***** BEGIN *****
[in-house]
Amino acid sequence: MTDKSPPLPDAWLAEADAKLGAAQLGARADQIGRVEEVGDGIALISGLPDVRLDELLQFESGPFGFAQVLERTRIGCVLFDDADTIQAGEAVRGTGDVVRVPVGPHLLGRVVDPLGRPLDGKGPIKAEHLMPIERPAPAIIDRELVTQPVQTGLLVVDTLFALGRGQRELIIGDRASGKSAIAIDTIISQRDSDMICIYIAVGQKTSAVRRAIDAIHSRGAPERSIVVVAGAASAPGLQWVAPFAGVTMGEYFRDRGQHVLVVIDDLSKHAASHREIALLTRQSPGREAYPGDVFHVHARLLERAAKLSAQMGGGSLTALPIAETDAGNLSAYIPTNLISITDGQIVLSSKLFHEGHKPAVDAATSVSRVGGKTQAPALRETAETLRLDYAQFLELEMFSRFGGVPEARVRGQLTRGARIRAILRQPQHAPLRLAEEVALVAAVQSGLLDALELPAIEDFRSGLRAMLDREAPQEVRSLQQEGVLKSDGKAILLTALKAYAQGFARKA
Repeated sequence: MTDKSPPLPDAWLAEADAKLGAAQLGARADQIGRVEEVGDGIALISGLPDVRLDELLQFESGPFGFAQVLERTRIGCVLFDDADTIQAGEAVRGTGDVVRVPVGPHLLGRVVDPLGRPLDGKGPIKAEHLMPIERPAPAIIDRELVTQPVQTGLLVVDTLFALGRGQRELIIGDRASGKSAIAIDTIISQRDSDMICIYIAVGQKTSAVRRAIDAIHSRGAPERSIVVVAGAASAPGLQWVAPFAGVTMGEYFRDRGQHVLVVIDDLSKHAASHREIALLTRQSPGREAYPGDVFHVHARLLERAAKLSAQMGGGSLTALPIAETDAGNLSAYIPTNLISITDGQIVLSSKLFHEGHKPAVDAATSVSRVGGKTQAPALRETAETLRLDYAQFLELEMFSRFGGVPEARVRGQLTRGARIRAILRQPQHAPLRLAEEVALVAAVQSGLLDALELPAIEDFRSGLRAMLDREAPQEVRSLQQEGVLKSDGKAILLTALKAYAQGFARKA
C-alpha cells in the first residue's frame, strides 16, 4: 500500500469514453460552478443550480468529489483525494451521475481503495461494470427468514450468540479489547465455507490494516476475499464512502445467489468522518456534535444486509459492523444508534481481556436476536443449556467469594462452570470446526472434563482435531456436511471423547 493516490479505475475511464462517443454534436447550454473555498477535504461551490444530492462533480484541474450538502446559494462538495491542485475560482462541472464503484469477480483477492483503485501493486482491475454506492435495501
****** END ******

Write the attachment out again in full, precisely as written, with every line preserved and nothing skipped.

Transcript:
[in-house]
Amino acid sequence: MTDKSPPLPDAWLAEADAKLGAAQLGARADQIGRVEEVGDGIALISGLPDVRLDELLQFESGPFGFAQVLERTRIGCVLFDDADTIQAGEAVRGTGDVVRVPVGPHLLGRVVDPLGRPLDGKGPIKAEHLMPIERPAPAIIDRELVTQPVQTGLLVVDTLFALGRGQRELIIGDRASGKSAIAIDTIISQRDSDMICIYIAVGQKTSAVRRAIDAIHSRGAPERSIVVVAGAASAPGLQWVAPFAGVTMGEYFRDRGQHVLVVIDDLSKHAASHREIALLTRQSPGREAYPGDVFHVHARLLERAAKLSAQMGGGSLTALPIAETDAGNLSAYIPTNLISITDGQIVLSSKLFHEGHKPAVDAATSVSRVGGKTQAPALRETAETLRLDYAQFLELEMFSRFGGVPEARVRGQLTRGARIRAILRQPQHAPLRLAEEVALVAAVQSGLLDALELPAIEDFRSGLRAMLDREAPQEVRSLQQEGVLKSDGKAILLTALKAYAQGFARKA
Repeated sequence: MTDKSPPLPDAWLAEADAKLGAAQLGARADQIGRVEEVGDGIALISGLPDVRLDELLQFESGPFGFAQVLERTRIGCVLFDDADTIQAGEAVRGTGDVVRVPVGPHLLGRVVDPLGRPLDGKGPIKAEHLMPIERPAPAIIDRELVTQPVQTGLLVVDTLFALGRGQRELIIGDRASGKSAIAIDTIISQRDSDMICIYIAVGQKTSAVRRAIDAIHSRGAPERSIVVVAGAASAPGLQWVAPFAGVTMGEYFRDRGQHVLVVIDDLSKHAASHREIALLTRQSPGREAYPGDVFHVHARLLERAAKLSAQMGGGSLTALPIAETDAGNLSAYIPTNLISITDGQIVLSSKLFHEGHKPAVDAATSVSRVGGKTQAPALRETAETLRLDYAQFLELEMFSRFGGVPEARVRGQLTRGARIRAILRQPQHAPLRLAEEVALVAAVQSGLLDALELPAIEDFRSGLRAMLDREAPQEVRSLQQEGVLKSDGKAILLTALKAYAQGFARKA
C-alpha cells in the first residue's frame, strides 16, 4: 500500500469514453460552478443550480468529489483525494451521475481503495461494470427468514450468540479489547465455507490494516476475499464512502445467489468522518456534535444486509459492523444508534481481556436476536443449556467469594462452570470446526472434563482435531456436511471423547 493516490479505475475511464462517443454534436447550454473555498477535504461551490444530492462533480484541474450538502446559494462538495491542485475560482462541472464503484469477480483477492483503485501493486482491475454506492435495501